Private equity exits: IPOs vs trade sales and secondary buyouts

Written on 4 Feb 2015

After a record beating 2014, HSS Hire and (both backed by Exponent) were looking like the first private equity UK IPO exits of 2015. But’s announcement that it was preparing for an IPO put it in play and KKR was able to swoop in for one of the first secondaries of the year – reportedly securing for £50m-£75m under the expected IPO valuation of £500m. Meanwhile, Blackstone is reported to be pursuing a twin-track exit strategy for Centre Parcs, and Advent-backed DFS has announced its intention to float..

We predict that these transactions will set the tone for 2015 with financial sponsors hedging their bets between a potentially more lucrative IPO and a quicker, cleaner, exit via a trade sale or secondary buyout. However, sponsors will need to be aware of the possible sensitivities of institutional investors if they intend to pursue a twin-track exit: Exponent reportedly felt the heat after pulling float, which may partly explain why the HSS float got off to an underwhelming start.

Lady, I never walk into a place I don’t know how to walk out of.” (Robert de Niro, “Ronin”)

While sponsors always have the exit at the forefront of their mind, the exact strategy may evolve. Below we look at the main differences between an IPO exit and trade sale or secondary buyout for a financial sponsor.

Making a clean exit

Despite a number of recent exceptions (including Inflexion’s IPO of FDM), a financial sponsor will usually not be able to sell down all of its shares on an IPO. Retention of a significant shareholding will usually be required in order to show confidence to the institutional and other investors. In addition, retaining a ‘rump’ in the newly listed vehicle will allow the sponsor to continue to benefit from growth in shareholder value.

Sponsors should expect a lock up period of between 6 to 12 months after the IPO, during which time they will not be able to sell their retained shareholding or engage in a transaction which would reduce their economic exposure (such as a hedging arrangement) without the consent of the issuer and its investment bank. Sponsors may also be subject to a further orderly market period, of typically up to 12 months after the end of the lock up period, during which time they will need to sell through the issuer’s broker.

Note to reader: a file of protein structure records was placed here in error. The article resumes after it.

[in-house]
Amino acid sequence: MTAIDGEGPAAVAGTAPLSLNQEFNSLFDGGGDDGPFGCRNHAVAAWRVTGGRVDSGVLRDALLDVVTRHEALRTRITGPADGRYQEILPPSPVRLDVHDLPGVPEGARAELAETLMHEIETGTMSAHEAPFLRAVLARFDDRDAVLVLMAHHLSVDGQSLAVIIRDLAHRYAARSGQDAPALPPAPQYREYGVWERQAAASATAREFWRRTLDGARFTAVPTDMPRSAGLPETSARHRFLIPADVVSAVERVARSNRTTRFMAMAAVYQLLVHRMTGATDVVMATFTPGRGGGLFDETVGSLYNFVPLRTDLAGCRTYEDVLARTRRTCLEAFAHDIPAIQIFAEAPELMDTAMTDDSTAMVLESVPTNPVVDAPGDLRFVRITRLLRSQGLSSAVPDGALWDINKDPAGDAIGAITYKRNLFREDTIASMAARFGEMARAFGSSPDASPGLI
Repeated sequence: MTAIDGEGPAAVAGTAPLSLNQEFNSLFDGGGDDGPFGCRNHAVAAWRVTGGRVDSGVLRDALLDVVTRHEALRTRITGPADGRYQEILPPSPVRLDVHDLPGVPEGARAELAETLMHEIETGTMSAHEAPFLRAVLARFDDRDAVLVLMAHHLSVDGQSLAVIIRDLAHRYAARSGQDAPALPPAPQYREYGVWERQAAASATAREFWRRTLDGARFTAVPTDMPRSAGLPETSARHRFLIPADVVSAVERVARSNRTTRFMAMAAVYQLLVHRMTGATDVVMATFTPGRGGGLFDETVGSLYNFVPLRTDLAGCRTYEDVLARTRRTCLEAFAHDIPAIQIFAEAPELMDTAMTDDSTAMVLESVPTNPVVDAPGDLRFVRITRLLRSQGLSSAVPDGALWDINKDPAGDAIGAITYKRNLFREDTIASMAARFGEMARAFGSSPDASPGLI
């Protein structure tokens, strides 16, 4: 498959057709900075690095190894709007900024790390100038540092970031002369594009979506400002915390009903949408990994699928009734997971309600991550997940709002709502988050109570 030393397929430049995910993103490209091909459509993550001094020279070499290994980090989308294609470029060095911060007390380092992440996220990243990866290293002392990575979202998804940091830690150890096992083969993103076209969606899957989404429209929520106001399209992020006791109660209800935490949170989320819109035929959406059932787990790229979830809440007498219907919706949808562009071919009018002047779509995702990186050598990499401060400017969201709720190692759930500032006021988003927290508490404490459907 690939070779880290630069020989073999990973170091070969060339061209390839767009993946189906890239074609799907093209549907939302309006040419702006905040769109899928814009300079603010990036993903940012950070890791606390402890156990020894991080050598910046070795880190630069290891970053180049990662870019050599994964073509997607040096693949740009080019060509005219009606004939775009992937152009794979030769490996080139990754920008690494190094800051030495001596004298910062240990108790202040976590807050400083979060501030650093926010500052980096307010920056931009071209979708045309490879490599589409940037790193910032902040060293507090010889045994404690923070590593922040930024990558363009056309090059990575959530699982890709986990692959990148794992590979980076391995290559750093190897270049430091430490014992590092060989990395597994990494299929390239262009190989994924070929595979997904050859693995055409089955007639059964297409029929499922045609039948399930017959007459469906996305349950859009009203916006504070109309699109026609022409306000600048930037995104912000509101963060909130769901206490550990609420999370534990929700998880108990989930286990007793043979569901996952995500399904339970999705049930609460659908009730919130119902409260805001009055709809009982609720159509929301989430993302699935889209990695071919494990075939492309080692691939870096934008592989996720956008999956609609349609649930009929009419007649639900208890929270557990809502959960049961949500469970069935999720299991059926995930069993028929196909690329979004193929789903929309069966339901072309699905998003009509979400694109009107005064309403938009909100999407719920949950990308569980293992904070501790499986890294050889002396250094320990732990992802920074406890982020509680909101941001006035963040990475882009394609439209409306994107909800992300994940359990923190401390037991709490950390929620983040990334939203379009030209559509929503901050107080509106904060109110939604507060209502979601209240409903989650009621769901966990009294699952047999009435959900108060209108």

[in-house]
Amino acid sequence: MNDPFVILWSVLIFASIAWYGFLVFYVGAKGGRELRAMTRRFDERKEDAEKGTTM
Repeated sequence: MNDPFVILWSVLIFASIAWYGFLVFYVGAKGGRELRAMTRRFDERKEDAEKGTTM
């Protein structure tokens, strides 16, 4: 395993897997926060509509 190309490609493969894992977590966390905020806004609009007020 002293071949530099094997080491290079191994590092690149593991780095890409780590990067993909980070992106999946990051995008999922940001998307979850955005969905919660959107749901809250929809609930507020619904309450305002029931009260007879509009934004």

Where a sponsor and its associates retain a significant shareholding (typically >30%) post-IPO the sponsor will also be required to enter into a relationship agreement which will set out general principles to ensure the independence of the company and contain certain undertakings on voting and perhaps non-solicitation/non-competition. This is mandatory where the issuer is listed on the premium segment of the Official List and prevailing market practice where the issuer is quoted on AIM. In some cases, sponsors will continue to have a director appointed to the board – who will be subject to the duties and liabilities of a director of a public company.

This continuing relationship between sponsor and ex-portfolio company on an IPO contrasts with the clean exit which is achieved on a trade sale or secondary, where the sponsor is usually able to dispose of its entire shareholding with no continuing relationship, save for perhaps payment of any deferred consideration. There are always exceptions to any rule, and we have seen a number of sponsors increasingly willing to roll forward a proportion of their value into the new buyout vehicle to benefit from on-going growth and possibly to bridge any valuation gap.


The costs of an IPO are likely to be significantly higher than a typical trade sale or secondary primarily as a result of the significant underwriting fees incurred. Estimated expenses on private equity backed IPO exits in 2014 started at £800,000 (for the AIM IPO of Patisserie Holdings plc backed by Luke Johnson and Risk Capital Partners) but can be significantly higher (for example, the estimated expenses on the AIM IPO of MySale Group plc – an exit for Insight Ventures – were £7.8 million).

Costs on a trade sale or secondary will vary considerably but will rarely if ever reach those levels.


An IPO typically requires at least 6 months from inception to float, as the portfolio company’s group will need to be prepared for the public market. A trade sale or secondary can be completed in very short timescales – weeks or in extreme cases, even days.

In all cases, external forces can blow the exit off course. However, an aborted IPO is a more public affair: notable private equity-backed IPOs which were pulled at the last minute due to market volatility in the last quarter of 2014 were webuyanycar owner BCA (backed by US firm Clayton, Dubillier & Rice) and Miller Homes (backed by Blackstone). BrightHouse (Vision Capital) also went quiet last year after its business model was criticised by MPs.


So why are IPOs still a consideration for financial sponsors and why have they come back to the fore?  Well, when the markets are right (as they were in 2013-14 when they had recovered from the financial crisis, and perhaps still are in the first quarter of 2015), IPOs are conventionally thought to deliver higher valuations. Indeed, recent EY analysis revealed that of the top 10 European private equity exits by value in 2014 – five were IPOs, four were trade sales and only one was a secondary buyout.

Source: Practical Law What’s Market